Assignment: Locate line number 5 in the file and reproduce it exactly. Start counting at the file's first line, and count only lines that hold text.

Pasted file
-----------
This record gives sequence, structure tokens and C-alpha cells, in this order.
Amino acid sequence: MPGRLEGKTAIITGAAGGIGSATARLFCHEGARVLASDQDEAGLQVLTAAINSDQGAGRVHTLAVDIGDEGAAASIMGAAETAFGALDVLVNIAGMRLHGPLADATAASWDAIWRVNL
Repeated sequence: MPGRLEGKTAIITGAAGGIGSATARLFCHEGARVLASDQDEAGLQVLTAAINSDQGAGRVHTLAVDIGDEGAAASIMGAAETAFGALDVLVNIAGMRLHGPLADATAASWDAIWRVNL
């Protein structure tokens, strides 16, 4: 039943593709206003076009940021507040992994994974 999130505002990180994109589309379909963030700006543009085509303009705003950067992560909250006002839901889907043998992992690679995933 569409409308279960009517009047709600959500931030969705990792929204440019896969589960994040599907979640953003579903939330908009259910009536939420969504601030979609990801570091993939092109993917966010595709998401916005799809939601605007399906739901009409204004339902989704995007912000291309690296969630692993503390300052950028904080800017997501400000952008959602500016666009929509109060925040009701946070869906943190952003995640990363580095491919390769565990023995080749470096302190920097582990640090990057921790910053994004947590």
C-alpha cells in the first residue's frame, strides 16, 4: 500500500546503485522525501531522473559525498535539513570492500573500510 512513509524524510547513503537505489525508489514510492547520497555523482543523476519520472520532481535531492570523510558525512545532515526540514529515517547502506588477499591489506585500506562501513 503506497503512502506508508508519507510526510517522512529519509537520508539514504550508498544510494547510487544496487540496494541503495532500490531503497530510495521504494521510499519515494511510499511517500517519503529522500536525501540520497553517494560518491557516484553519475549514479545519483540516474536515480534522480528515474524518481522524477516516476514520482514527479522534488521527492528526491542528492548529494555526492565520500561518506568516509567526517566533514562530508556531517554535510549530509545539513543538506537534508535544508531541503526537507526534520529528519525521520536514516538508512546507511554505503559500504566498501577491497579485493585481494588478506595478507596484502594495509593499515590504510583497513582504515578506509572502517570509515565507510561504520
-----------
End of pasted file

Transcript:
C-alpha cells in the first residue's frame, strides 16, 4: 500500500546503485522525501531522473559525498535539513570492500573500510 512513509524524510547513503537505489525508489514510492547520497555523482543523476519520472520532481535531492570523510558525512545532515526540514529515517547502506588477499591489506585500506562501513 503506497503512502506508508508519507510526510517522512529519509537520508539514504550508498544510494547510487544496487540496494541503495532500490531503497530510495521504494521510499519515494511510499511517500517519503529522500536525501540520497553517494560518491557516484553519475549514479545519483540516474536515480534522480528515474524518481522524477516516476514520482514527479522534488521527492528526491542528492548529494555526492565520500561518506568516509567526517566533514562530508556531517554535510549530509545539513543538506537534508535544508531541503526537507526534520529528519525521520536514516538508512546507511554505503559500504566498501577491497579485493585481494588478506595478507596484502594495509593499515590504510583497513582504515578506509572502517570509515565507510561504520